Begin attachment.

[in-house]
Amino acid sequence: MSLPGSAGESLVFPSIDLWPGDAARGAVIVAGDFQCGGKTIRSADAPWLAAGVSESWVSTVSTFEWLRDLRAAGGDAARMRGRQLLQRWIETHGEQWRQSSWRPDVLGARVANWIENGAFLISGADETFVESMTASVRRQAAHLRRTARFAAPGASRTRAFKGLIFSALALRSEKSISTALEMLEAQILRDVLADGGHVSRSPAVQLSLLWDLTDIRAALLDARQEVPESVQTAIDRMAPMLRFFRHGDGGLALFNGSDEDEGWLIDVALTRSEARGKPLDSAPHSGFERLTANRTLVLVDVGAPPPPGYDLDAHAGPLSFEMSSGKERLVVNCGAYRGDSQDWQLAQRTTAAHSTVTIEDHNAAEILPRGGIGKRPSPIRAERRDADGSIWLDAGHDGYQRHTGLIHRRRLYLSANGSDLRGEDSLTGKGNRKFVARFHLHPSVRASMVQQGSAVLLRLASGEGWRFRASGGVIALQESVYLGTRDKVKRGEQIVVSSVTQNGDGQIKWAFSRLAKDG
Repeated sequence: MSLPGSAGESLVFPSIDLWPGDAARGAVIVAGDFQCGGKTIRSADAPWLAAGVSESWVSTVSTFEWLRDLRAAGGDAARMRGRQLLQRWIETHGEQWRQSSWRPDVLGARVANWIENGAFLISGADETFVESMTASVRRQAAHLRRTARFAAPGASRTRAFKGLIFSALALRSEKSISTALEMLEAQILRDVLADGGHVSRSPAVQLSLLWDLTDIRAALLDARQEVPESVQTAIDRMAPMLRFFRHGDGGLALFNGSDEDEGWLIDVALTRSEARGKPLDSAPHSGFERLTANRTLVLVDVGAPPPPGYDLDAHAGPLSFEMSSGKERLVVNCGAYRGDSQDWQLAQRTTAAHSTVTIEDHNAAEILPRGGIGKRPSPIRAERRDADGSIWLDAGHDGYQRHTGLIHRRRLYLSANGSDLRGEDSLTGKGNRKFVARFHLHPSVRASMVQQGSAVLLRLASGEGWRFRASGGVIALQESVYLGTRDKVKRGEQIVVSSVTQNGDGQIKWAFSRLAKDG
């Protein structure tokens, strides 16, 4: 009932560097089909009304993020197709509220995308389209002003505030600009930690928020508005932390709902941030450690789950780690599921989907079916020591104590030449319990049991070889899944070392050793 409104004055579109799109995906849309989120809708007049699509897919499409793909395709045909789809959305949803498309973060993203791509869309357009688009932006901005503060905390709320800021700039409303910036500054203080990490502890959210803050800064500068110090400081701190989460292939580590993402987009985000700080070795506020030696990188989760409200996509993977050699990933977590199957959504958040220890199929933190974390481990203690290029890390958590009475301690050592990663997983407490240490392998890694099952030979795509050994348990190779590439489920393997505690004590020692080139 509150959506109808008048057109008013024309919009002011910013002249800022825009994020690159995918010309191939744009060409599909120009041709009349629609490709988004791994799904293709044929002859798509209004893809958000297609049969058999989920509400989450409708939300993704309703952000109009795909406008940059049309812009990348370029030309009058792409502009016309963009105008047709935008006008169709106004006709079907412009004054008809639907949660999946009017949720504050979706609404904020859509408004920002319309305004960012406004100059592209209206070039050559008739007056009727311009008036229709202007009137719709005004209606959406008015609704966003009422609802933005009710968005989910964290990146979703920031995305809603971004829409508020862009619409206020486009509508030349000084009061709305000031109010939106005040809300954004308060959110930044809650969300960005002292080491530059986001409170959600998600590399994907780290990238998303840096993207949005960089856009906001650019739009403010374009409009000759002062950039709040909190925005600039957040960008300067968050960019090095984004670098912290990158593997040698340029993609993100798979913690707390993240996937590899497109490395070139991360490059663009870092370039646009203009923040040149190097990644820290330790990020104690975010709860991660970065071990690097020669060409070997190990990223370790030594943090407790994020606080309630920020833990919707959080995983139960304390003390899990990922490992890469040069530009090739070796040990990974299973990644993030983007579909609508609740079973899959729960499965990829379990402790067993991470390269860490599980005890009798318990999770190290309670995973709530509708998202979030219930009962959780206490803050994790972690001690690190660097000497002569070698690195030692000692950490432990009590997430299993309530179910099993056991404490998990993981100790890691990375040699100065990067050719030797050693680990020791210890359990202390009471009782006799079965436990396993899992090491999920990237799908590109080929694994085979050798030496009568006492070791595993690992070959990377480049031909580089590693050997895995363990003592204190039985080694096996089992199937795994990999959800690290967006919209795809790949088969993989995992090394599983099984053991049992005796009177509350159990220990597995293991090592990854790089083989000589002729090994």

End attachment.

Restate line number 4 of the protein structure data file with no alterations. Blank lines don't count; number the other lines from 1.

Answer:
């Protein structure tokens, strides 16, 4: 009932560097089909009304993020197709509220995308389209002003505030600009930690928020508005932390709902941030450690789950780690599921989907079916020591104590030449319990049991070889899944070392050793 409104004055579109799109995906849309989120809708007049699509897919499409793909395709045909789809959305949803498309973060993203791509869309357009688009932006901005503060905390709320800021700039409303910036500054203080990490502890959210803050800064500068110090400081701190989460292939580590993402987009985000700080070795506020030696990188989760409200996509993977050699990933977590199957959504958040220890199929933190974390481990203690290029890390958590009475301690050592990663997983407490240490392998890694099952030979795509050994348990190779590439489920393997505690004590020692080139 509150959506109808008048057109008013024309919009002011910013002249800022825009994020690159995918010309191939744009060409599909120009041709009349629609490709988004791994799904293709044929002859798509209004893809958000297609049969058999989920509400989450409708939300993704309703952000109009795909406008940059049309812009990348370029030309009058792409502009016309963009105008047709935008006008169709106004006709079907412009004054008809639907949660999946009017949720504050979706609404904020859509408004920002319309305004960012406004100059592209209206070039050559008739007056009727311009008036229709202007009137719709005004209606959406008015609704966003009422609802933005009710968005989910964290990146979703920031995305809603971004829409508020862009619409206020486009509508030349000084009061709305000031109010939106005040809300954004308060959110930044809650969300960005002292080491530059986001409170959600998600590399994907780290990238998303840096993207949005960089856009906001650019739009403010374009409009000759002062950039709040909190925005600039957040960008300067968050960019090095984004670098912290990158593997040698340029993609993100798979913690707390993240996937590899497109490395070139991360490059663009870092370039646009203009923040040149190097990644820290330790990020104690975010709860991660970065071990690097020669060409070997190990990223370790030594943090407790994020606080309630920020833990919707959080995983139960304390003390899990990922490992890469040069530009090739070796040990990974299973990644993030983007579909609508609740079973899959729960499965990829379990402790067993991470390269860490599980005890009798318990999770190290309670995973709530509708998202979030219930009962959780206490803050994790972690001690690190660097000497002569070698690195030692000692950490432990009590997430299993309530179910099993056991404490998990993981100790890691990375040699100065990067050719030797050693680990020791210890359990202390009471009782006799079965436990396993899992090491999920990237799908590109080929694994085979050798030496009568006492070791595993690992070959990377480049031909580089590693050997895995363990003592204190039985080694096996089992199937795994990999959800690290967006919209795809790949088969993989995992090394599983099984053991049992005796009177509350159990220990597995293991090592990854790089083989000589002729090994």